'Top Gun' for trades: Lima union hosts pipefitting contest

April 23, 2013

LIMA — The pipefitter apprentices are given specifications and make a pipe that goes from point A to point B. What those points look like are hidden behind a curtain.

The apprentices create the pipe section and hand it to judges who see if it can be attached at A and B. The task replicates something the apprentices would be required to do at a large complex: a job spec sent to a shop, without the capacity to actually see what you’re working on. It’s the sort of work that occurs at the Husky Lima Refinery, said Jim DeMoss, United Association of Journeymen and Apprentices of the Plumbing and Pipefitting Industry Local 776 training coordinator.

At the end of this week of contests, top apprentices in pipefitting, plumbing, welding, sprinkler fitting and HVAC service will earn $400, bragging rights and the knowledge they’re more than ready for what the real world will throw at them.

Think “Top Gun” for the trades.

Local 776 is hosting the UA’s state apprenticeship contest this week. Winners will compete in the District 2 regional contest in Kentucky in June, and those winners will compete in the national contest in Ann Arbor, Mich. Nearly 40 fifth-year apprentices — plus judges and other union officials — are in Lima, boosting the local economy and boosting awareness of the career possibilities with the trades.

Depending on which trade they’re working, the apprentices have certain tasks and jobs to perform: different types of welds, elevation surveys, soldering or brazing pipes, pipe bending and rigging pipe. That last one means using a crane to attach a pipe section to the rest of a structure. It’s also a job a pipefitter would do at a place such as a chemical plant or refinery, DeMoss said. The pipe needs to first be balanced, because it doesn’t weigh the same at either end, and it also must be transferred through communication between workers on the ground and a worker in the crane using industry-standard hand signals.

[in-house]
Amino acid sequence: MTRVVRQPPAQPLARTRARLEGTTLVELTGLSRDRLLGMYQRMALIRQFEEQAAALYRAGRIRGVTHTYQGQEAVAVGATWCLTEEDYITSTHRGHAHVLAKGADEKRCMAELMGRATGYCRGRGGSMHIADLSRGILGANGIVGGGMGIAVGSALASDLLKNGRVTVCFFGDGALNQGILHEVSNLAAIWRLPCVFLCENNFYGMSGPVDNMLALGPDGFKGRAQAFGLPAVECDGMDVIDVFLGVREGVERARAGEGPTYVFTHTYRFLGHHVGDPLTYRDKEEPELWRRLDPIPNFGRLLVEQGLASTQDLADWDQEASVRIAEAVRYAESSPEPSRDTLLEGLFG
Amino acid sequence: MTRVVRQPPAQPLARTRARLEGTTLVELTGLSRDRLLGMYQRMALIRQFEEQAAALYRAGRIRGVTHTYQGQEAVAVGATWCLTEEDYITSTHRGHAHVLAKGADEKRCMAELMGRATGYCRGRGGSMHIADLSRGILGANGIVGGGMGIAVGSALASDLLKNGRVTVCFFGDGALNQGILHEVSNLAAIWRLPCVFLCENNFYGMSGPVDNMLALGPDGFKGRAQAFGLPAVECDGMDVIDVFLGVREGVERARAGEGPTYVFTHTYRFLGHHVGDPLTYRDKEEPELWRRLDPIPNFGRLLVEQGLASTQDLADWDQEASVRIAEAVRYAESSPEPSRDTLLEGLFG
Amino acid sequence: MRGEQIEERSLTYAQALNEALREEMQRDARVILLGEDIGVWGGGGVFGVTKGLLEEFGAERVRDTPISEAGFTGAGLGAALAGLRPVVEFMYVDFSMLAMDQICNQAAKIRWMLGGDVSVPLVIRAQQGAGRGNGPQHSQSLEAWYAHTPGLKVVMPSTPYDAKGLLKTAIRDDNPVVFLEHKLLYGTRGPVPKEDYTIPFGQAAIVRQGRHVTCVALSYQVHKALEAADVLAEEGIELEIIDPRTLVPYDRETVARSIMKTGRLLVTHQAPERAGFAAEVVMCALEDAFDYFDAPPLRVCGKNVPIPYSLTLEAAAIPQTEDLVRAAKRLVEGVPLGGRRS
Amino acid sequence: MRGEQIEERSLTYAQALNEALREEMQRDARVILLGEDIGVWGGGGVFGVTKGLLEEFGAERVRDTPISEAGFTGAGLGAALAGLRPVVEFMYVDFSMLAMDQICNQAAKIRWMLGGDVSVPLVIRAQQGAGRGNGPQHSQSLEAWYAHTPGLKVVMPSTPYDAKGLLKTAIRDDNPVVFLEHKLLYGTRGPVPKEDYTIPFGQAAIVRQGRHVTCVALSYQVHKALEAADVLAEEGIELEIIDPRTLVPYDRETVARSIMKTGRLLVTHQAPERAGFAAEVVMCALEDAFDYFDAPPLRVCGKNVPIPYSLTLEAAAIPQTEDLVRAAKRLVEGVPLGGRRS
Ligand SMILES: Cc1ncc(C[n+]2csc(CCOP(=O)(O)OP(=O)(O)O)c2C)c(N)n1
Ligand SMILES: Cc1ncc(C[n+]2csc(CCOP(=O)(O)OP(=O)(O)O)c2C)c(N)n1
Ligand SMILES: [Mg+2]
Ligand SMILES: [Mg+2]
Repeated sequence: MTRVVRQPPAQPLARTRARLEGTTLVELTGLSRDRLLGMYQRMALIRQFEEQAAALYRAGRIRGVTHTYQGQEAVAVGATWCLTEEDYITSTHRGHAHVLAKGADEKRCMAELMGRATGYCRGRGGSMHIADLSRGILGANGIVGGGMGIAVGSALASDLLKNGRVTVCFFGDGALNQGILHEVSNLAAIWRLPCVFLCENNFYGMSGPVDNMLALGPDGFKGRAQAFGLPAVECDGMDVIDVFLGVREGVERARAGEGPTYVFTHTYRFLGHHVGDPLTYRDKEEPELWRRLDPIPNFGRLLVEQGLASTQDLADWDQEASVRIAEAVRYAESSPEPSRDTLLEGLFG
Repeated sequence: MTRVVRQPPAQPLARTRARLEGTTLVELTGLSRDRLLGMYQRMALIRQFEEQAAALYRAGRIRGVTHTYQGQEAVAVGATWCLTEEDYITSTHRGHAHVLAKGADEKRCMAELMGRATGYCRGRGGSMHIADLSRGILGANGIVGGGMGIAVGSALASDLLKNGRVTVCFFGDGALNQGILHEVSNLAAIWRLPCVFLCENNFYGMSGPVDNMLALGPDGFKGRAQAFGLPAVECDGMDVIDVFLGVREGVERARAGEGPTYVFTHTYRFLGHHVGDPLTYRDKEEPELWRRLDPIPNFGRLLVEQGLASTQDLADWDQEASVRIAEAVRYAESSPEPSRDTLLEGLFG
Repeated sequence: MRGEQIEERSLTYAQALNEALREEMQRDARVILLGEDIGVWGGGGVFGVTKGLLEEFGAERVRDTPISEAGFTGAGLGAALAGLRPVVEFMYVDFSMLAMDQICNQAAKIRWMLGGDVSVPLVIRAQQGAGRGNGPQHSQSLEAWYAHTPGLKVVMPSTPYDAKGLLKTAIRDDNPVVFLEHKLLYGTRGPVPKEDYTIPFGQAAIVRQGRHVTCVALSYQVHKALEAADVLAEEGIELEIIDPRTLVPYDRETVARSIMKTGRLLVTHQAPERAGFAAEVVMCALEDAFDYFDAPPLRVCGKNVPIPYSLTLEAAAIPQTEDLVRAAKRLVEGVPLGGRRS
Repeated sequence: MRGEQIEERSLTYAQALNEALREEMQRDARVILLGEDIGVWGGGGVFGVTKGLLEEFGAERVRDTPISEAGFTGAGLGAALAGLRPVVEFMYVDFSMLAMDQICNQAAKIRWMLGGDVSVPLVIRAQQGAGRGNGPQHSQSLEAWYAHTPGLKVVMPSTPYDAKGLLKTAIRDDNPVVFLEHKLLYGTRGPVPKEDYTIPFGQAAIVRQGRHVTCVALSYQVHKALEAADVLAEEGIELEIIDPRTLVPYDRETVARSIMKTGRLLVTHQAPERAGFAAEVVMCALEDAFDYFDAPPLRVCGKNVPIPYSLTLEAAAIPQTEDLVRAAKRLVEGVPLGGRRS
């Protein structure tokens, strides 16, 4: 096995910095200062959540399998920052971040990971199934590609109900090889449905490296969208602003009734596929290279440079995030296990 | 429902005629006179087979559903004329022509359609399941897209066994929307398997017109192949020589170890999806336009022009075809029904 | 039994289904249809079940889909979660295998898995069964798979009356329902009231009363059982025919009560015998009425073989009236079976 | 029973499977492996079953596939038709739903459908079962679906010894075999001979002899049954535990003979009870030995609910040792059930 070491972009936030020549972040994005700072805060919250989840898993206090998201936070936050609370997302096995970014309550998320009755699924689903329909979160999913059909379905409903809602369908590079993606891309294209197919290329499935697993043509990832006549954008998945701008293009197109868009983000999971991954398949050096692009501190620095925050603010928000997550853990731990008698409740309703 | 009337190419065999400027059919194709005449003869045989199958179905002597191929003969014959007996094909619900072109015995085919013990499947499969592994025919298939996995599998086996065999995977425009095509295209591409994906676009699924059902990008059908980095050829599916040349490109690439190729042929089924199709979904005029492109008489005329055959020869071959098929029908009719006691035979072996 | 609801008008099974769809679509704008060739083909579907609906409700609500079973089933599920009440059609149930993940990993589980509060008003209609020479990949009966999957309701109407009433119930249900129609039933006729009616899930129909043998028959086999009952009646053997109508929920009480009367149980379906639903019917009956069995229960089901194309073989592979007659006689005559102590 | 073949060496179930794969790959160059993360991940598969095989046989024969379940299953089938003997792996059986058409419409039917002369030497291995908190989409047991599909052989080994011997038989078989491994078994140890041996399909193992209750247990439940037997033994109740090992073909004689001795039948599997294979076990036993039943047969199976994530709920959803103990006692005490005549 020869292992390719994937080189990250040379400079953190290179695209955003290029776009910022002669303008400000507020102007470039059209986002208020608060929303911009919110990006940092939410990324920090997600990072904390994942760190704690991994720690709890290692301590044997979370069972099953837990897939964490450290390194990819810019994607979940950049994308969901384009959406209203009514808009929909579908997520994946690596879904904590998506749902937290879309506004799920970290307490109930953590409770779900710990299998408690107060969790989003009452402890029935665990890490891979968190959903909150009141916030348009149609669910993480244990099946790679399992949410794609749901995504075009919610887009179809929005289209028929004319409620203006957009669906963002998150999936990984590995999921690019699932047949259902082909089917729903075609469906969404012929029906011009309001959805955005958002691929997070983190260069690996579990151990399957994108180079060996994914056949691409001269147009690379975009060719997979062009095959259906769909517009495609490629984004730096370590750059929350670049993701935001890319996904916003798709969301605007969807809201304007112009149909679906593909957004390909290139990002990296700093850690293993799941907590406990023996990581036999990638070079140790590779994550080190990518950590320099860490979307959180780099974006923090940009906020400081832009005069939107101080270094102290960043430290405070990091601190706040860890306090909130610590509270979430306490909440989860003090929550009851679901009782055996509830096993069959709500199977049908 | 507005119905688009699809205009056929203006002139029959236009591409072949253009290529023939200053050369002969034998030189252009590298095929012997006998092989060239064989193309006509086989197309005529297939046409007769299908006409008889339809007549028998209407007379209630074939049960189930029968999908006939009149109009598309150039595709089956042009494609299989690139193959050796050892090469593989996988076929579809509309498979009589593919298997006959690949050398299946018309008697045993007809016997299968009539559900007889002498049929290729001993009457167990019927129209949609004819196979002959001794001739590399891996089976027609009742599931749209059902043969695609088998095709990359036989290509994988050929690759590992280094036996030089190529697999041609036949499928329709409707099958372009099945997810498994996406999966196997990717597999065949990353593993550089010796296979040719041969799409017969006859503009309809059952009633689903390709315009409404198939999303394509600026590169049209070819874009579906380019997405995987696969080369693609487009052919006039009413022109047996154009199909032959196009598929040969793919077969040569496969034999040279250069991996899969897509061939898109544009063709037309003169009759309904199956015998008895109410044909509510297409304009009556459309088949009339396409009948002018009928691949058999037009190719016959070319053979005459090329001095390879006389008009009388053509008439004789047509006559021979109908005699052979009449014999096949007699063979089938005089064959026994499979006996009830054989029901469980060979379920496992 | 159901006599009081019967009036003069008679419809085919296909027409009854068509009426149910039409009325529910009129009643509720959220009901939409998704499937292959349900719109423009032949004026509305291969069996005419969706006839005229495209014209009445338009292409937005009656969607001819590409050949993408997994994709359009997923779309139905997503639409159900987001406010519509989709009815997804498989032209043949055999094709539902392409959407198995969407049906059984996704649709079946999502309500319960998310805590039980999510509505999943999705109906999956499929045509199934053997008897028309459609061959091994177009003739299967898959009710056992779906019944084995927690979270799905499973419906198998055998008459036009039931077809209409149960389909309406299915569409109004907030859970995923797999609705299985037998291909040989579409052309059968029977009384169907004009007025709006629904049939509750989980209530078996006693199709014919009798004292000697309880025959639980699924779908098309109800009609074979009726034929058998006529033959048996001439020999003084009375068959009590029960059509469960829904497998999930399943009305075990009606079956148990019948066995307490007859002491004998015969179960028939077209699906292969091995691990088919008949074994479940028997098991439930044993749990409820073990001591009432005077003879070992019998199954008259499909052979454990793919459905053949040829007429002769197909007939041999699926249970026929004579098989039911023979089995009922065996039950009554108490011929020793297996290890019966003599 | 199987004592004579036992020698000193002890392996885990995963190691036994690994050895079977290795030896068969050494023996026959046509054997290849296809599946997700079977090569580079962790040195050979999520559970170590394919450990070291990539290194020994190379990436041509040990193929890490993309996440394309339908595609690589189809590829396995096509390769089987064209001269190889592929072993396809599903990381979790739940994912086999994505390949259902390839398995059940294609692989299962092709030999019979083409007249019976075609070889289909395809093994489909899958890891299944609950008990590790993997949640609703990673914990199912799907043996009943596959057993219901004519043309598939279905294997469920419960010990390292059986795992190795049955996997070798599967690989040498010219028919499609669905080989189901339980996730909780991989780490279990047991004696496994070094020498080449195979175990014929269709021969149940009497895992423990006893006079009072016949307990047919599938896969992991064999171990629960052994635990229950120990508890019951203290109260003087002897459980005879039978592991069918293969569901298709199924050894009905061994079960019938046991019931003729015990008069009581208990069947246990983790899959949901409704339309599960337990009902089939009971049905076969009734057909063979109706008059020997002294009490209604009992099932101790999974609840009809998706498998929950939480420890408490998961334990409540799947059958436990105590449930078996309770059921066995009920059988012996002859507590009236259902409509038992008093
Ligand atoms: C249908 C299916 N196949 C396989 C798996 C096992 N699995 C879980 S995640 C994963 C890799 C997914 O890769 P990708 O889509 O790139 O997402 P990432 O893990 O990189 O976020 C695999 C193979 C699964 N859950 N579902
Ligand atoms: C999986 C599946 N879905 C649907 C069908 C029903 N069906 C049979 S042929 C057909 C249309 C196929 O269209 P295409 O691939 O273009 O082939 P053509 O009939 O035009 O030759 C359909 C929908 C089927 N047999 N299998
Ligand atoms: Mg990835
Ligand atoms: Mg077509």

Other apprentices were given equipment such as a walk-in cooler, furnace or air conditioning unit with a problem and told to solve the problem and fix the machine. Plumbing apprentices built underground piping for bathrooms from a drawing. Still others completed their written portion of the contest in a classroom through a program administered online.

Normally, Local 776’s Bowman Road facility is used for training 40 trades apprenticeships. The slots come open once a year for the five-year program. Locally, the union spends about $500,000 a year on training. Journeymen and apprentices are called to work in Lima, Dayton, Toledo and as far away as Chicago on construction. The work provides a good living, DeMoss said.

“It’s not often you think about what these people do to keep us safe, whether it’s public health with pipes for water and waste water systems, or the right job at a place like a refinery,” DeMoss said.

The event concludes with an awards banquet Thursday.

“They get the right to brag about it,” DeMoss said. “It’s a really big deal for these guys. We tell them, the guys who are already here, ‘To be at this point, you are the best in the state of Ohio.’”